Gender differences in interpersonal and intrapersonal competitive behavior / Jeffrey Carpenter (Middlebury College and IZA), Rachel Frank (Yale Law School), Emiliano Huet-Vaughn (Middlebury College) ; IZA, Institute of Labor Economics
VerfasserCarpenter, Jeffrey P. ; Frank, Rachel ; Huet-Vaughn, Emiliano
KörperschaftForschungsinstitut zur Zukunft der Arbeit
ErschienenBonn, Germany : IZA Institute of Labor Economics, March 2017
Elektronische Ressource
Umfang1 Online-Ressource (22 Seiten) : Diagramme
SerieDiscussion paper ; no. 10626
 Das Dokument ist öffentlich zugänglich im Rahmen des deutschen Urheberrechts.
Gender differences in interpersonal and intrapersonal competitive behavior [0.84 mb]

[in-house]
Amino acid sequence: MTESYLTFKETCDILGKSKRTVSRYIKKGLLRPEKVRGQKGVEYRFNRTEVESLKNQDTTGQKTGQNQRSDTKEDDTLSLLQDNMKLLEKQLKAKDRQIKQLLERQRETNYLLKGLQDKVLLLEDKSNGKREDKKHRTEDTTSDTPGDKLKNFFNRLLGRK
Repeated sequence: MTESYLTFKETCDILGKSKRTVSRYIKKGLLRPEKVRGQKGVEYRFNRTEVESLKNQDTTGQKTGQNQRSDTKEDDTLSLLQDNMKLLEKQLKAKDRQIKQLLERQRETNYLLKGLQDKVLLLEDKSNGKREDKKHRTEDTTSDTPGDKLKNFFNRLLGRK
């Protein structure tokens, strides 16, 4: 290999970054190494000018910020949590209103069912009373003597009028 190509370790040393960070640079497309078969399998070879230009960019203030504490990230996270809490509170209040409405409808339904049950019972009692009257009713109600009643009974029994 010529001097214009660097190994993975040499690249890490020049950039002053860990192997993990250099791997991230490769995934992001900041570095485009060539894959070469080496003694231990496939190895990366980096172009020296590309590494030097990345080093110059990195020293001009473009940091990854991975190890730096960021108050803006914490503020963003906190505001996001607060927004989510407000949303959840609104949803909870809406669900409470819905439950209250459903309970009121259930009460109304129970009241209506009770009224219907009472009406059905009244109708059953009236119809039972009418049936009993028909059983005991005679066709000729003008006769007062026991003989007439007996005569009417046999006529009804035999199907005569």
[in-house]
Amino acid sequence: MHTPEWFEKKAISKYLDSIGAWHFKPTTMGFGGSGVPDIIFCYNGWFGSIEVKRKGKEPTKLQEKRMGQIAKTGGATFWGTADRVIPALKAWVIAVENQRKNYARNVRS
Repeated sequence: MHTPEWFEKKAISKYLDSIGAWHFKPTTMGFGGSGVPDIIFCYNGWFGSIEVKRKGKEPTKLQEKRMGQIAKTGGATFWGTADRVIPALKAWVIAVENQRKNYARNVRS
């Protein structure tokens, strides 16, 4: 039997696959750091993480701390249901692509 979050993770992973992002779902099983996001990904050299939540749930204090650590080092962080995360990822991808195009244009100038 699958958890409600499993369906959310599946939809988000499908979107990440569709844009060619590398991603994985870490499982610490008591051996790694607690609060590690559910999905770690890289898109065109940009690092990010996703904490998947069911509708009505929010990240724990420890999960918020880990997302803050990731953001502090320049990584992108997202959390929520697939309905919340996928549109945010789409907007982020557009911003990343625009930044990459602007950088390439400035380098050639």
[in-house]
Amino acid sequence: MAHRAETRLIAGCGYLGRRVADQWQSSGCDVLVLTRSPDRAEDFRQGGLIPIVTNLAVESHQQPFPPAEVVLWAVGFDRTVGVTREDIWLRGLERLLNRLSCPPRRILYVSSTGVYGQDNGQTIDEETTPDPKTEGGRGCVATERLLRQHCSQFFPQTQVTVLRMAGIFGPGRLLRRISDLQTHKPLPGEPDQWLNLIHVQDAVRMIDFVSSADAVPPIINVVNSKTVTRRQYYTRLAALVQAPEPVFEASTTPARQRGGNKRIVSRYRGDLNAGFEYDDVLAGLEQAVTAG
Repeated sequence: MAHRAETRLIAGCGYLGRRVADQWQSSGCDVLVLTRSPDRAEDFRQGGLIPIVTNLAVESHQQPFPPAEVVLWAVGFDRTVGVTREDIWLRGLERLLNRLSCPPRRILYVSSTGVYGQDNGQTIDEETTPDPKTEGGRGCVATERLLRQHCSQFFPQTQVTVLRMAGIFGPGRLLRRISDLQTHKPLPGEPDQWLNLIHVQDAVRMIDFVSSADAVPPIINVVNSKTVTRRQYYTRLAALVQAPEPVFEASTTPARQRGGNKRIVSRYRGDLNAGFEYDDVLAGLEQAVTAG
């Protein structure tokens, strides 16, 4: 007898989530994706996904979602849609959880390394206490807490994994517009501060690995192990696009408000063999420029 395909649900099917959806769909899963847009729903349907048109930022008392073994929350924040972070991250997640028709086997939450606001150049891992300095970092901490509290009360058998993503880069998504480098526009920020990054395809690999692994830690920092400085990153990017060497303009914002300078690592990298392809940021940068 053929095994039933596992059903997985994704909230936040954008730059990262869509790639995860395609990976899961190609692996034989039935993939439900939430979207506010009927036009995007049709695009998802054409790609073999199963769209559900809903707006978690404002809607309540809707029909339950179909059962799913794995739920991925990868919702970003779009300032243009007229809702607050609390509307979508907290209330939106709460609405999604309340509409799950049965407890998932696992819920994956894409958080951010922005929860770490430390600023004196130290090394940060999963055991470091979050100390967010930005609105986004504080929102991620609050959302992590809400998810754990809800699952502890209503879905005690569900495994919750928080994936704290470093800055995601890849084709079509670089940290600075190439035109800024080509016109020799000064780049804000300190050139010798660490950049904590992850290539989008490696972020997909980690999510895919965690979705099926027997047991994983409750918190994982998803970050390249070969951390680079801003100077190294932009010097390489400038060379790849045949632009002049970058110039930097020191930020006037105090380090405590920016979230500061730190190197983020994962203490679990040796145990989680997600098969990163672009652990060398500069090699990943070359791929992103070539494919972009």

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Gender differences in competitive behavior have been well documented by economists and other social scientists; however, the bulk of the research addresses competition with others and excludes other economically relevant competition that may contribute to the gender pay gap. In this paper, we ask: How does gender affect how individuals react to competition against themselves? In a laboratory experiment in which some subjects compete against others and some compete against themselves, we find women select into intrapersonal competition at significantly higher rates than interpersonal competition, the first such findings. We find perseverance or "grit" to be a poor predictor of interpersonal competition selection, but find familial effects such as parent's education and number of brothers to be correlated with competition selection.